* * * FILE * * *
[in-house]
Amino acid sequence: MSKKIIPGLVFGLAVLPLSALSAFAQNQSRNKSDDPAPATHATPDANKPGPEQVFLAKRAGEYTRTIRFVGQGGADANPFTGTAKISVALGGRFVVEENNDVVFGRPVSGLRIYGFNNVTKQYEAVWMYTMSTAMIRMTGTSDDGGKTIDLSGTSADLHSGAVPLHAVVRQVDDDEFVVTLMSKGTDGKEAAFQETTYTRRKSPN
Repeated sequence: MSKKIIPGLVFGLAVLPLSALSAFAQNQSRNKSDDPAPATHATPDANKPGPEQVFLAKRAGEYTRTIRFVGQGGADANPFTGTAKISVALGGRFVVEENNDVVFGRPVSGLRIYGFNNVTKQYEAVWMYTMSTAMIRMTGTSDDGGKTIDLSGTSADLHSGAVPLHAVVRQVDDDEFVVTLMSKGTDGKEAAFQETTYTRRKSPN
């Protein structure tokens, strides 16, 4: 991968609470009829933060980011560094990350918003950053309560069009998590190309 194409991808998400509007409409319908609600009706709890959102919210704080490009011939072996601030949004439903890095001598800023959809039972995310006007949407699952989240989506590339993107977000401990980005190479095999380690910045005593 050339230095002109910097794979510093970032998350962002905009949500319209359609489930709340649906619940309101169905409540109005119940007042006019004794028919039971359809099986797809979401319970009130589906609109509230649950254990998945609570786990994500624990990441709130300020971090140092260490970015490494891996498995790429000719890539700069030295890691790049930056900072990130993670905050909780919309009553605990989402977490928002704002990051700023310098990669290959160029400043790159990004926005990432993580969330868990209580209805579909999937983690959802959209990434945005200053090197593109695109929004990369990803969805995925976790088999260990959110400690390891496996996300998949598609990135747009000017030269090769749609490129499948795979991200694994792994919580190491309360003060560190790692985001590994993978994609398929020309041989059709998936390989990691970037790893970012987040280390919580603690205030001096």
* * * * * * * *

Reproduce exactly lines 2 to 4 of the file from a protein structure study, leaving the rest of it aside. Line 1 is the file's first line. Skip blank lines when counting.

Amino acid sequence: MSKKIIPGLVFGLAVLPLSALSAFAQNQSRNKSDDPAPATHATPDANKPGPEQVFLAKRAGEYTRTIRFVGQGGADANPFTGTAKISVALGGRFVVEENNDVVFGRPVSGLRIYGFNNVTKQYEAVWMYTMSTAMIRMTGTSDDGGKTIDLSGTSADLHSGAVPLHAVVRQVDDDEFVVTLMSKGTDGKEAAFQETTYTRRKSPN
Repeated sequence: MSKKIIPGLVFGLAVLPLSALSAFAQNQSRNKSDDPAPATHATPDANKPGPEQVFLAKRAGEYTRTIRFVGQGGADANPFTGTAKISVALGGRFVVEENNDVVFGRPVSGLRIYGFNNVTKQYEAVWMYTMSTAMIRMTGTSDDGGKTIDLSGTSADLHSGAVPLHAVVRQVDDDEFVVTLMSKGTDGKEAAFQETTYTRRKSPN
């Protein structure tokens, strides 16, 4: 991968609470009829933060980011560094990350918003950053309560069009998590190309 194409991808998400509007409409319908609600009706709890959102919210704080490009011939072996601030949004439903890095001598800023959809039972995310006007949407699952989240989506590339993107977000401990980005190479095999380690910045005593 050339230095002109910097794979510093970032998350962002905009949500319209359609489930709340649906619940309101169905409540109005119940007042006019004794028919039971359809099986797809979401319970009130589906609109509230649950254990998945609570786990994500624990990441709130300020971090140092260490970015490494891996498995790429000719890539700069030295890691790049930056900072990130993670905050909780919309009553605990989402977490928002704002990051700023310098990669290959160029400043790159990004926005990432993580969330868990209580209805579909999937983690959802959209990434945005200053090197593109695109929004990369990803969805995925976790088999260990959110400690390891496996996300998949598609990135747009000017030269090769749609490129499948795979991200694994792994919580190491309360003060560190790692985001590994993978994609398929020309041989059709998936390989990691970037790893970012987040280390919580603690205030001096």